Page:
Nature by design Print E-mail
May 2008 Life

Spacious parks characterize the garden kingdom of Dessau-Wörlitz - By Edith Kresta

English landscape gardens were all the rage at German courts during the 18th century. In 1768, Johann Gott­lieb Schoch and Johann Christian Neumark planted a new "garden kingdom" near Wörlitz commissioned by Prince Leopold III Friedrich Franz of Anhalt-Dessau. Since 2000, the garden in what now is Saxony-Anhalt has been a UNESCO World Heritage Site.

After returning from his grand tour through England, Italy and the Netherlands, Prince Franz chose the town of Wörlitz as the starting point of his beautification plan. Since then, nature has been molded to fit around Wörlitz Lake, a four-fingered abandoned channel of the Elbe River. Meadows, woods, grottos, temples and monuments are separated by lakes, canals, dikes, and rivers - yet also connected by bridges.

Ferries, bridges, and paths connect the five areas of Wörlitz Park to form a synthesis of the arts. Visual axes are the main design element of English landscape gardens. They create a series of new views and expand the spaces visually. There are 300 of those here - and so every turn in the path brings a new view of the garden kingdom.

To contemporary Friedrich Schiller, the dramatist who also strolled around Wörlitz, English gardens lacked a consistent principle. "The world that realists build around themselves is a well-planned garden in which everything is useful, everything has earned its place and from which the things that don't bear fruit are banished," he wrote. "Nature in the world of the idealist is less useful but set in a greater frame of mind."

Today's visitors don't seem to mind that. The garden landscape is the structurally weak region's only tourist draw. With its restored timber framed buildings, the town of Wörlitz seems to be wearing its Sunday best. The hotels and guesthouses of the town are the starting point for trips through the designed landscape.

The gardens unfold in all their beauty in the spring. But visitors shouldn't only expect to enjoy themselves here - they will also learn something. "The Wörlitz garden landscapes have always been accessible to everyone," said Erdmute Alex, the spokesperson for the Dessau-Wörlitz Arts Council. "Prince Franz was the first to set general education as a goal."

In reality, the garden kingdom does imitate an idealized world of the 18th century in miniature. And in doing so, it resurrects the spirit of that time for modern visitors while the borders between kitsch and art are in a constant state of flux.

A model of the first iron bridge built on the European continent is exhibited there. As is another garden landscape feature widespread in the 18th century, inspired by the longing for Italy: an artificial volcano that fireworks could cause to erupt with great effect. The Gothic House, home to a collection of Swiss glass paintings, is reminiscent of a Venetian church facing a canal.

The castle was built to follow the prototype of English manor houses. The rich interior decoration, which is completely preserved, reflects the prince's travels and interests. Antique statues, Italian and Dutch paintings - by Rubens among others - and English ceramics are on display. The great intellectuals are assembled on the library wall in paint: the classical Greeks pose with Jean-Jacques Rousseau and François-Marie Arouet, better known as Voltaire.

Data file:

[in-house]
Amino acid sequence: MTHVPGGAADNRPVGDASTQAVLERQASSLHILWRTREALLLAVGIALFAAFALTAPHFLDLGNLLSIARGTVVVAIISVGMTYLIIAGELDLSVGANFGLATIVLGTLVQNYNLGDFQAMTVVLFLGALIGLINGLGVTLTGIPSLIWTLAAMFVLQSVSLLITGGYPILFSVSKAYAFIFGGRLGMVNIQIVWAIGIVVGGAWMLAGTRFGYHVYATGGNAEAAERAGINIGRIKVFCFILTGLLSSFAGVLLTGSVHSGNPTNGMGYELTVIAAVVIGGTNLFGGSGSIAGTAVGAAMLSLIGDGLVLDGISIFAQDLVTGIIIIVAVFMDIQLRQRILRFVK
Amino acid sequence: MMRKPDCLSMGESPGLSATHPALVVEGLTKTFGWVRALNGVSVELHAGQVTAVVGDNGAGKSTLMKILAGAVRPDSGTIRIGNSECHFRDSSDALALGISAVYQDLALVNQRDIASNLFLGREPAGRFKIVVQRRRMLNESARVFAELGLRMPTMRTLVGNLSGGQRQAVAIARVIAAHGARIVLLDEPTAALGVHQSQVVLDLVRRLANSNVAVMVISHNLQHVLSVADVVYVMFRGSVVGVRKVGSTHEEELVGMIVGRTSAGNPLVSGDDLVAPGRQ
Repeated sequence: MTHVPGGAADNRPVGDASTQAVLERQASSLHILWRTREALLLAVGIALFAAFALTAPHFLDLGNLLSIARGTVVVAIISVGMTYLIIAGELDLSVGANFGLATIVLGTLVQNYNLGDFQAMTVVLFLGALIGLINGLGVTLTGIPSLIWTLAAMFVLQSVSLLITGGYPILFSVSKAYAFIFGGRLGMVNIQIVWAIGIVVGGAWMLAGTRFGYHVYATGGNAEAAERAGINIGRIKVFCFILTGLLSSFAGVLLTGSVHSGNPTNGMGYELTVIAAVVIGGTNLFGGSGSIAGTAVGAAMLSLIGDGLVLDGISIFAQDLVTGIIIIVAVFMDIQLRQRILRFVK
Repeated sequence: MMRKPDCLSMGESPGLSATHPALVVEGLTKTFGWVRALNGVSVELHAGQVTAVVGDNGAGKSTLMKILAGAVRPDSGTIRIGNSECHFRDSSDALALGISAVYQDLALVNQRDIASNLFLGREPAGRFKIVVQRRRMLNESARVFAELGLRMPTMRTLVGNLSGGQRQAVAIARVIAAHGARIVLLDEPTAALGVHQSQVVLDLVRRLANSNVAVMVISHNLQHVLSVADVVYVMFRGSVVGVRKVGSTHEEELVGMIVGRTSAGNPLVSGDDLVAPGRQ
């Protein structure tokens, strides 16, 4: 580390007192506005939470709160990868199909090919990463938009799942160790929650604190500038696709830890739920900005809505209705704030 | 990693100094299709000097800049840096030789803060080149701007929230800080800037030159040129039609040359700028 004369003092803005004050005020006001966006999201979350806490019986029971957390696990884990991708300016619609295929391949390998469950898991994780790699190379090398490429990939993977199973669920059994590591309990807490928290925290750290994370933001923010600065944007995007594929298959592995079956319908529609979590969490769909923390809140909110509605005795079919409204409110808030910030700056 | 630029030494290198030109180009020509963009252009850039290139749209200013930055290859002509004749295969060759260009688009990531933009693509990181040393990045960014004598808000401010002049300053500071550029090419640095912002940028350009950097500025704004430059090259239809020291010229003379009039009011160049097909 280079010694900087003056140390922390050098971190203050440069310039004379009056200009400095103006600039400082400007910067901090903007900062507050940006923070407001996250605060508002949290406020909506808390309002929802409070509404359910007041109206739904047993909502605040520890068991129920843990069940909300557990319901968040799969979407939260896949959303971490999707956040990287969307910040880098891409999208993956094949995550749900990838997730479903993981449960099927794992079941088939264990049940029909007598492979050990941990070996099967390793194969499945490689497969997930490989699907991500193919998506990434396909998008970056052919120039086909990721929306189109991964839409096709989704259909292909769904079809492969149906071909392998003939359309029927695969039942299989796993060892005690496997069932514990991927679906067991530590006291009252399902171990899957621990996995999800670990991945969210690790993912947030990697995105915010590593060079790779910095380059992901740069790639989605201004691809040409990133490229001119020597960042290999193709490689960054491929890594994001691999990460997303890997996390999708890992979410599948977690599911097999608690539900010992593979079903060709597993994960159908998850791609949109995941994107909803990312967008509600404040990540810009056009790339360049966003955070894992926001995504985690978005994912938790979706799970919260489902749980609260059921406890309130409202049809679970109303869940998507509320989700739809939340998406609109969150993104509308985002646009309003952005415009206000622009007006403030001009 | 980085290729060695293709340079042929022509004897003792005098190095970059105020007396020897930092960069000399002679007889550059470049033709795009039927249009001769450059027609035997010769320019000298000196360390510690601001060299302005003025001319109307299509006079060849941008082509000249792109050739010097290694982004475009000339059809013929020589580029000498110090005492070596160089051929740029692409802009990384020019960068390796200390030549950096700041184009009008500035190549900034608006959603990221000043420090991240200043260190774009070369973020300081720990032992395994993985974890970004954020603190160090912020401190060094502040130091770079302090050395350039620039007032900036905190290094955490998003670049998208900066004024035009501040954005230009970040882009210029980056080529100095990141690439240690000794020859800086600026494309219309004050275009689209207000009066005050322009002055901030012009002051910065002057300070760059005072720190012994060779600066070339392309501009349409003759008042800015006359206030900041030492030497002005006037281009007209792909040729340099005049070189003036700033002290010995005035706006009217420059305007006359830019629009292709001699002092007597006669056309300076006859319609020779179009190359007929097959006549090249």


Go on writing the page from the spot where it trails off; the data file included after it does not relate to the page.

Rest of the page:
Neo-Gothic and Classicism are combined in the Luisium, which Prince Franz dedicated to his wife Luise. The small manor house there is the focal point of the "Women in the 18th Century" exhibition, organized by the Saxony-Anhalt Ministry of Culture and running from June 21 until Sept. 28.

The garden kingdom is set in the floodplain of the Elbe River and covers a total area of more than 54 square miles. Today's garden kingdom includes Wörlitz and six other park landscapes: Georgium Park, created in 1780, the "wilderness park" on Sieglitz Mountain, the vineyard terraces of Großkühnau and the older Oranienbaum and Mosigkau landscape parks. Together they form a green corridor that is ideal for hiking and cycling.

"The Garden Kingdom of Dessau-Wörlitz is an outstanding example of the application of the philosophical principles of the Age of the Enlightenment to the design of a landscape that integrates art, education and economy in a harmonious whole," said the UNESCO World Heritage Committee to justify including the gardens on the World Heritage List in November 2000.



Touring the Garden

"Palaces, Parks, and Gardens" is the German National Tourist Board (DZT) theme for 2008. From Mecklenburg-Western Pomerania in the north to Lake Constance in the south, it presents the palaces and gardens of Germany.

Labhard Travel Magazine's "Garden Tours - On the Road to Germany's Palaces, Parks and Gardens" issue contains a good guide with lots of tips and addresses. Available online at

The Dessau-Wörlitz Arts Council is located in Großkühnau Palace, 06846 Dessau-Roßlau, Germany. Tel. + 49 (0) 340 646 150, ksdw@ksdw, or online at

North of Görlitz, the Neiße River flows through another one of the most beautiful historical landscape parks on the European continent. Inspired by the valley landscape, Prince Hermann von Pückler-Muskau (1785-1871) created a rather large garden kingdom here in 1811. Added to the World Heritage List in 2004, Muskauer Park encompasses an area of about 830 hectares. The palace, bathing areas and mountain parks are on the German side and the lower park, the arboretum, and the Braunsdorf Fields are across the Polish border.

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